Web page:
The latest brief from Human Rights Watch on violations of political rights in both North and South Sudan makes a very simple point: much (maybe too much) will have to be done between now and April before elections in Sudan can truly become the vehicle of profound democratic change for the Sudanese people.
The human rights organization cited numerous instances of political oppression and harassment by both major parties in Sudan—the ruling NCP in the North and its southern counterpart the SPLM—against dissenting voices. In addition to the ruling party’s December crackdowns of opposition demonstrations, HRW also documented harassment by Khartoum’s security forces of political activists around registration centers, restrictions of free speech and movement of election observers, and outspoken political dissenters:
“On December 6, national security forces assaulted two student activists for distributing fliers with anti-Bashir messages and to promote voter registration in a public park in Khartoum. The security officers beat them and detained them for several hours.”
The HRW brief emerged amid reports of arrests at a political rally in Sudan’s marginalized eastern region of Sudan. Last Friday, Sudanese police allegedly attacked opposition supporters, arresting 31, according to an opposition party candidate for governor.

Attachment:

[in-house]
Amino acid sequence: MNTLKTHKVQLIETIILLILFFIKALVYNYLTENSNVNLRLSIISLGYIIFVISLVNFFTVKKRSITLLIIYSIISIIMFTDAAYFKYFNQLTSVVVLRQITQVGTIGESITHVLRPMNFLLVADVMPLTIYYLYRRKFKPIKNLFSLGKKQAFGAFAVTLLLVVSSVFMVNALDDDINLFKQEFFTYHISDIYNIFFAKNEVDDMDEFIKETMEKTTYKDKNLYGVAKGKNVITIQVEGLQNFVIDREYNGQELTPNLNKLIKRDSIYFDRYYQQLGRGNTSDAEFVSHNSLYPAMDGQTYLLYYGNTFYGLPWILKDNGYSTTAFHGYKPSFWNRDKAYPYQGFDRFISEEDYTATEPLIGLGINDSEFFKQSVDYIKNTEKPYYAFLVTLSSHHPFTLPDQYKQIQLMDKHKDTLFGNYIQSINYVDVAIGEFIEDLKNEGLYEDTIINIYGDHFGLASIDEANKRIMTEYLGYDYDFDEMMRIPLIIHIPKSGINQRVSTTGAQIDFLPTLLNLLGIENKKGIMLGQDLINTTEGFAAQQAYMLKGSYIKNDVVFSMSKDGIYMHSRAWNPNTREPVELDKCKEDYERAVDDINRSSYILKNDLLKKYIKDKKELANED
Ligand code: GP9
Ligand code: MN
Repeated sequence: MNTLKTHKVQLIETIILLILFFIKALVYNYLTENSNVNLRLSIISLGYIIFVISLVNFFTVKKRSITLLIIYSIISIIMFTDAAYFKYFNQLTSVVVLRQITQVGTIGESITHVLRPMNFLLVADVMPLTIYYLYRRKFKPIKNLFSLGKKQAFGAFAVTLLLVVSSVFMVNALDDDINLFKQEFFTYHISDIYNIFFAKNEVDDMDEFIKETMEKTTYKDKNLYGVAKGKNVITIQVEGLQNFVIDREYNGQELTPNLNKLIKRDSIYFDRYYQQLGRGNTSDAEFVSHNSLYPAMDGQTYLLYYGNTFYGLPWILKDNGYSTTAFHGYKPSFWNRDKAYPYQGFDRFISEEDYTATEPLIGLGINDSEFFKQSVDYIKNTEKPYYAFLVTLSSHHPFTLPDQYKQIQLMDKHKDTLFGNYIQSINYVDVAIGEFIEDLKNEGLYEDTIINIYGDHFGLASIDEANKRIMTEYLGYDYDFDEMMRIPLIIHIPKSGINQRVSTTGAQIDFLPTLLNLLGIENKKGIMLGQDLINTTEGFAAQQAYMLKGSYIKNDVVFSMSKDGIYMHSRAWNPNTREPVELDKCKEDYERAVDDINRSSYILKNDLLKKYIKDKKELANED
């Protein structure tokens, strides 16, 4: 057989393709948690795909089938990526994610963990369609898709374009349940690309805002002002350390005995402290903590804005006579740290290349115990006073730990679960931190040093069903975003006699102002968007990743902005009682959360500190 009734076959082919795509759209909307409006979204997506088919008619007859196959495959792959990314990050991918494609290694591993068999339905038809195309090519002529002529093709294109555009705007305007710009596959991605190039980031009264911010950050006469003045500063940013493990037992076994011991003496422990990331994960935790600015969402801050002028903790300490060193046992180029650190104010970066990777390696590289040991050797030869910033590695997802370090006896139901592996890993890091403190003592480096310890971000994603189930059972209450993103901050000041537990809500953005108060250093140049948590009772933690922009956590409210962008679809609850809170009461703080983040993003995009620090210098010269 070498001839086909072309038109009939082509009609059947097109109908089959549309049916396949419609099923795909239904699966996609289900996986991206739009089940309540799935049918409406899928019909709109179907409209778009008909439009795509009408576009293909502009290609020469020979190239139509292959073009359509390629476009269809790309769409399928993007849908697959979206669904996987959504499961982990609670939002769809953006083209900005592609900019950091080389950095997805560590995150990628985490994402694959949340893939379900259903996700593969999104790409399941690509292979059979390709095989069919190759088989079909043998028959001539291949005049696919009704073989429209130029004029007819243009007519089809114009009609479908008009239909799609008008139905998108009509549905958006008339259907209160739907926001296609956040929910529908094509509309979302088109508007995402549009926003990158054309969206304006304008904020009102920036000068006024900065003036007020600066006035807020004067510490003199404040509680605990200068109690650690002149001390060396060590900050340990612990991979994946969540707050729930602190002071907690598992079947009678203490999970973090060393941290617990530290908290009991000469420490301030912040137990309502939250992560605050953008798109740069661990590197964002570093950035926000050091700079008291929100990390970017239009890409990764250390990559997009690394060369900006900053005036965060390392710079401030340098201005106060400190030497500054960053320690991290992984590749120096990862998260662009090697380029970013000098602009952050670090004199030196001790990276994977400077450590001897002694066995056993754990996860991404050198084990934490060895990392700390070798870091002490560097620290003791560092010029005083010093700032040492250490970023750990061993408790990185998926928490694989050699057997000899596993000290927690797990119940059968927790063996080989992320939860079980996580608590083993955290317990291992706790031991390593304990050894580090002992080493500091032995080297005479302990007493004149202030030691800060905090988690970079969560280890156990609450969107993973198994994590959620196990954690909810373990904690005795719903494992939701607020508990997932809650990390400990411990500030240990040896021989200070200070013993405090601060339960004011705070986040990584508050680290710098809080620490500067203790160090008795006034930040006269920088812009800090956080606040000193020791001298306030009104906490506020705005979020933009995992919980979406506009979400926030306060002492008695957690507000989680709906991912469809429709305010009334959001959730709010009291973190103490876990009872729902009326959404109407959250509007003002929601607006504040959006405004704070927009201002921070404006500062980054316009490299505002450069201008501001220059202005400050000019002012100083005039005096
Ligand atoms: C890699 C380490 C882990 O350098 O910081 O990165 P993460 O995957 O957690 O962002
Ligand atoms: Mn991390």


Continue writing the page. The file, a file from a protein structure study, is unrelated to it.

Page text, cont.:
In the South, opposition politics were similarly muffled. Most egregiously in November, the SPLM government attempted to outright ban the activities of a breakaway faction, the SPLM-DC. (The Sudanese Constitutional Court recently overturned the ban.) Other political parties also faced persecution:
“…[A]uthorities arrested Tong Lual Ayat, head of the United Democratic Party, on October 22, alleging that his party was not properly registered, detained him in a safe house for two weeks, and then transferred him to a military barracks. ‘I was placed under a tree and chained to the tree, even at night,” Ayat told Human Rights Watch.”
Perhaps even more troubling was HRW’s assessment that South Sudanese authorities and the U.N. mission in Sudan, or UNMIS, “have done little to prevent or prepare for likely security problems” despite the violent potential of elections-related disputes.
These field observations make clear that severe institutional changes would have to be made in these last months in order for elections to be free and fair. With less than three months to go, the international community must leverage its influence to send the message that there is a price to pay for undermining peace, and must be prepared to speak candidly about the results. Without the freedom to gather, to express dissenting opinions, or to vote for opposition parties, Sudan’s elections will undoubtedly be manipulated to maintain the political status quo and reseat a war criminal as president.
Photo: Woman registers to vote in South Sudan.